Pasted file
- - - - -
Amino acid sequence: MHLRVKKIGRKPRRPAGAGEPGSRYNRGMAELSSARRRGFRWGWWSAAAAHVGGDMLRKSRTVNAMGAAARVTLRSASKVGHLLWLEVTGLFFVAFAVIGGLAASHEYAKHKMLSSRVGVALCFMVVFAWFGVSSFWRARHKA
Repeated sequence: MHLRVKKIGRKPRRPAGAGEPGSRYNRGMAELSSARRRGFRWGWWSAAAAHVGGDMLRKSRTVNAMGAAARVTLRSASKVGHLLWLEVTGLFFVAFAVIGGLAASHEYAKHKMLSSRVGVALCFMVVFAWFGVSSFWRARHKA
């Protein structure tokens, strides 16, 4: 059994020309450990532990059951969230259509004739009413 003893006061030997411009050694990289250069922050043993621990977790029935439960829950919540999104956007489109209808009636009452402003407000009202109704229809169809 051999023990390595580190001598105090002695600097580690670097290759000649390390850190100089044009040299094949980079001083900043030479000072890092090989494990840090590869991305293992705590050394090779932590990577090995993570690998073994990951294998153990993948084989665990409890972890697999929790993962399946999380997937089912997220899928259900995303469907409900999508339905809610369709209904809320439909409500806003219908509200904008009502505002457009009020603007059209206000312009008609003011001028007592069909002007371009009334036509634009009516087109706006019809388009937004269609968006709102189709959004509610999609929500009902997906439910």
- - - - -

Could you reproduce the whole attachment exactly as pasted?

Amino acid sequence: MHLRVKKIGRKPRRPAGAGEPGSRYNRGMAELSSARRRGFRWGWWSAAAAHVGGDMLRKSRTVNAMGAAARVTLRSASKVGHLLWLEVTGLFFVAFAVIGGLAASHEYAKHKMLSSRVGVALCFMVVFAWFGVSSFWRARHKA
Repeated sequence: MHLRVKKIGRKPRRPAGAGEPGSRYNRGMAELSSARRRGFRWGWWSAAAAHVGGDMLRKSRTVNAMGAAARVTLRSASKVGHLLWLEVTGLFFVAFAVIGGLAASHEYAKHKMLSSRVGVALCFMVVFAWFGVSSFWRARHKA
């Protein structure tokens, strides 16, 4: 059994020309450990532990059951969230259509004739009413 003893006061030997411009050694990289250069922050043993621990977790029935439960829950919540999104956007489109209808009636009452402003407000009202109704229809169809 051999023990390595580190001598105090002695600097580690670097290759000649390390850190100089044009040299094949980079001083900043030479000072890092090989494990840090590869991305293992705590050394090779932590990577090995993570690998073994990951294998153990993948084989665990409890972890697999929790993962399946999380997937089912997220899928259900995303469907409900999508339905809610369709209904809320439909409500806003219908509200904008009502505002457009009020603007059209206000312009008609003011001028007592069909002007371009009334036509634009009516087109706006019809388009937004269609968006709102189709959004509610999609929500009902997906439910």